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Dibrugarh suffers severe infrastructure shortages

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DIBRUGARH, April 16 - Despite sitting on the accolade of being the richest district in the State, Dibrugarh suffers from severe infrastructure shortages. The district has till now produced three Chief Ministers (actually four, if Golap Chandra Borbora is to be taken into count, as Tinsukia district did not exist when he was CM) and at least two Assembly Speakers and numerous State and Central ministers. That is Dibrugarh�s political achievement.

But take roads, bridges, industry, railroads, power sector and medical and educational infrastructure, Dibrugarh is lagging behind in all these. Local organisations like the Dibrugarh Nagarik Sangha, Senior Citizens� Council and others often petition the district administration and the State Government, seeking remedies. However, as is routine, hardly anybody listens to the demands of the citizens. An office bearer of the Dibrugarh Nagarik Sangha, which keeps writing petitions to various authorities ranging from the Prime Minister to the Chief Minister to the local DC, says it is (writing for the development of the society) has become a �frustrating exercise�.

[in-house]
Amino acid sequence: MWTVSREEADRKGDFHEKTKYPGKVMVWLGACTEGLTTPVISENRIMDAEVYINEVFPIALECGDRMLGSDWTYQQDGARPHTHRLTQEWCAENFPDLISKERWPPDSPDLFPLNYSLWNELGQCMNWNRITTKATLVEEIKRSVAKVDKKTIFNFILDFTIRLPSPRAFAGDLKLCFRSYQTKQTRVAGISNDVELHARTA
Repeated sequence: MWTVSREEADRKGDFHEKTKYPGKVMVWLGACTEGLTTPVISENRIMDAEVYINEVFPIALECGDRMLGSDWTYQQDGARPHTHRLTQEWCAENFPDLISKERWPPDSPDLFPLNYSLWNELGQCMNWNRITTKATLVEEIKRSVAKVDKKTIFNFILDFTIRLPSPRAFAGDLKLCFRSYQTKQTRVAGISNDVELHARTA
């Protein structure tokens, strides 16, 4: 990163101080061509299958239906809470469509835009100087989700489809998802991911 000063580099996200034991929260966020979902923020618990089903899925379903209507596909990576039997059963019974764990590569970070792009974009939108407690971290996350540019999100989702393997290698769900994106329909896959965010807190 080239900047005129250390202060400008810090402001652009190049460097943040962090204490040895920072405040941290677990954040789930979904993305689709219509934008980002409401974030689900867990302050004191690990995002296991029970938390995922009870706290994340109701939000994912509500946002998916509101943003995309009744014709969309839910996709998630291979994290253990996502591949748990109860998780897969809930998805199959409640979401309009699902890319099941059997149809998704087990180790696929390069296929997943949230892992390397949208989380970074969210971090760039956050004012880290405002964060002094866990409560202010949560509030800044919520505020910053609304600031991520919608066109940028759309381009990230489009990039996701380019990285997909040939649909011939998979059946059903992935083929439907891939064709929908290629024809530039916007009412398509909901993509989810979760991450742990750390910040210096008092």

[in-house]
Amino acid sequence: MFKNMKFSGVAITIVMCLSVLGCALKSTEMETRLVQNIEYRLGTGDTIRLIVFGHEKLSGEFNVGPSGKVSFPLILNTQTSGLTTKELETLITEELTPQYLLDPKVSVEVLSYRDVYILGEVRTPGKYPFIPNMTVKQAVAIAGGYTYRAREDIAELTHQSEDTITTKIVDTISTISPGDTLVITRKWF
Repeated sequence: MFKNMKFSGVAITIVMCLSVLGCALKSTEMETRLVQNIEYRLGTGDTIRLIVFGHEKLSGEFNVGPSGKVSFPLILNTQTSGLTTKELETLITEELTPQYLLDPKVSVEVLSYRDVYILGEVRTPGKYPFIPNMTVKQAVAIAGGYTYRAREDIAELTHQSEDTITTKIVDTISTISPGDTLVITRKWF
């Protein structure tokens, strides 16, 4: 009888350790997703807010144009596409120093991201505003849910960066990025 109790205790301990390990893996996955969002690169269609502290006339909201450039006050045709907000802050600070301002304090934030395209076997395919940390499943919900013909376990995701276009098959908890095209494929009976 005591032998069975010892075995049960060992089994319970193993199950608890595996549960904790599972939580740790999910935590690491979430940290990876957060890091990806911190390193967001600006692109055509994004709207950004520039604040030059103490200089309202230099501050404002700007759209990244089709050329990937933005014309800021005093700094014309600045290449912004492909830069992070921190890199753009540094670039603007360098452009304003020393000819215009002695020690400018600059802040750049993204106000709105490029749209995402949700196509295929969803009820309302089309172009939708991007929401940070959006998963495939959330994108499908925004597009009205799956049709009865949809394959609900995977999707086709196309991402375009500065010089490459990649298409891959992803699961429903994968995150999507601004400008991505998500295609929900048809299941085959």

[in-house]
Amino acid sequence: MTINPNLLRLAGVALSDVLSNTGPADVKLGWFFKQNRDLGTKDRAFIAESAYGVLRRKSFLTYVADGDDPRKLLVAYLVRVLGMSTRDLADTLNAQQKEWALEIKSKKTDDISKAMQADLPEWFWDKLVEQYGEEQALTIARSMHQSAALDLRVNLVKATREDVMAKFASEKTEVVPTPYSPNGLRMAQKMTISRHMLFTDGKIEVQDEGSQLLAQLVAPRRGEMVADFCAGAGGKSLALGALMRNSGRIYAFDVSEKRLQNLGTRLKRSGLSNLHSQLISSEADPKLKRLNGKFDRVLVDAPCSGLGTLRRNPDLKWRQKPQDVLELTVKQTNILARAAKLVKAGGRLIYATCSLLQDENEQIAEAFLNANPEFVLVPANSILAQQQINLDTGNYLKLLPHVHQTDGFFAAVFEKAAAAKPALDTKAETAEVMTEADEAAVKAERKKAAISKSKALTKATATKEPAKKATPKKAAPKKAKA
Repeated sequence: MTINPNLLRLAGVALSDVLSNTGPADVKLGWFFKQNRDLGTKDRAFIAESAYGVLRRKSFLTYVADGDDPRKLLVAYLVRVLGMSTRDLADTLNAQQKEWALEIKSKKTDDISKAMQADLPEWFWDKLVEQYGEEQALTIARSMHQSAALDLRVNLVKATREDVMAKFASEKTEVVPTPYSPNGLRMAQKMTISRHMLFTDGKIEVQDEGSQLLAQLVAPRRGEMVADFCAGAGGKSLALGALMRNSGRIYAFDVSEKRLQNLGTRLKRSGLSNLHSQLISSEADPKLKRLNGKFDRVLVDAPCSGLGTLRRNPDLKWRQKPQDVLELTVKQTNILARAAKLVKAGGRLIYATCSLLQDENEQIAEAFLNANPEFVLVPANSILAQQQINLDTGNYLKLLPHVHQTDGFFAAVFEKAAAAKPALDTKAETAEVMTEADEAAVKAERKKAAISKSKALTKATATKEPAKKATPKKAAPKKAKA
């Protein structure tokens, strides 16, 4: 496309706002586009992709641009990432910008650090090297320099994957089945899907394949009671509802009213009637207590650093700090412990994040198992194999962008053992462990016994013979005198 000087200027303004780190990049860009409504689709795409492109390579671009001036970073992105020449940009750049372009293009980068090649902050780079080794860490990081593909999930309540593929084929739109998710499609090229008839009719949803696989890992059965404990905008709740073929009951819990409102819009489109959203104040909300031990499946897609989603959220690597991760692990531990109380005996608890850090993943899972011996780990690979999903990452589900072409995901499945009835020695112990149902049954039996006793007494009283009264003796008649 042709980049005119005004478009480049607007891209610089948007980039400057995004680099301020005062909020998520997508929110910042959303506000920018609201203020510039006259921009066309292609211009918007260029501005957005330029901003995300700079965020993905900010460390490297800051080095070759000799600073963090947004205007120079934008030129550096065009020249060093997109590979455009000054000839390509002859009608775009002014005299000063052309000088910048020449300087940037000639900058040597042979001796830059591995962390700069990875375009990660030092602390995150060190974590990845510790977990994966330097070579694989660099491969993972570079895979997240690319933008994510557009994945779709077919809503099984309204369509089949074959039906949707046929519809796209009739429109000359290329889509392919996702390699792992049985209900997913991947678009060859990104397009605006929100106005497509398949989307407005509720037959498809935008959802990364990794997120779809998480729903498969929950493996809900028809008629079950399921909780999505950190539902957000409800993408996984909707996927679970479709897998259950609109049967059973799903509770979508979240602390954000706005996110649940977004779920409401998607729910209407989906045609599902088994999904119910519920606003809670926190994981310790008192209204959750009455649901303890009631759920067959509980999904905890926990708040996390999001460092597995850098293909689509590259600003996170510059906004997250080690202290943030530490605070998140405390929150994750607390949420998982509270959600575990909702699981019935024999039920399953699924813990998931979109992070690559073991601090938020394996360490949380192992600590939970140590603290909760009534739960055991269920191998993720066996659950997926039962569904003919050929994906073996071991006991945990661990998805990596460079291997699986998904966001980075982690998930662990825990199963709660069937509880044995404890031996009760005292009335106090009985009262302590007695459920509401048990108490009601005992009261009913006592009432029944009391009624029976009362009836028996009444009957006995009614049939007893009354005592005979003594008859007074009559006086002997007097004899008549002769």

Though the authorities mostly turn a blind eye and a deaf ear to the requirements of society at large, people�s groups do keep imploring the authorities to build a road here, a power substation there, etc. For example, people of the Khowang area in the district last week invited reporters to write about their long standing demand for roads and bridges in the Moran LAC area that would benefit lakh of indigenous population. The people there reiterated their demand for a new bridge over the Buri Dehing at Sessughat, and strengthening and widening of the Borboruah Ali (road). This road and the bridge, if built, would benefit more than 400 villages, and would also offer an alternative road on the Dibrugarh�Moran�Demow axis.

Meanwhile, despite being officially apprised along with all supporting documents, the Assam Chief Minister�s office has been found wanting in facilitating the construction of a vital power substation at Jiban Phukan Nagar here. This power utility, if commissioned, would vastly improve electricity distribution in almost a fourth of Dibrugarh city. But departmental apathy to put up the project may only end up in a World Bank assisted work getting fizzled away. The only obstacle to the setting up of this power utility is the allocation of two bighas of land for the project. This plot, as it belongs to a tea estate, needs clearance from the Chief Minister. The matter is stuck there.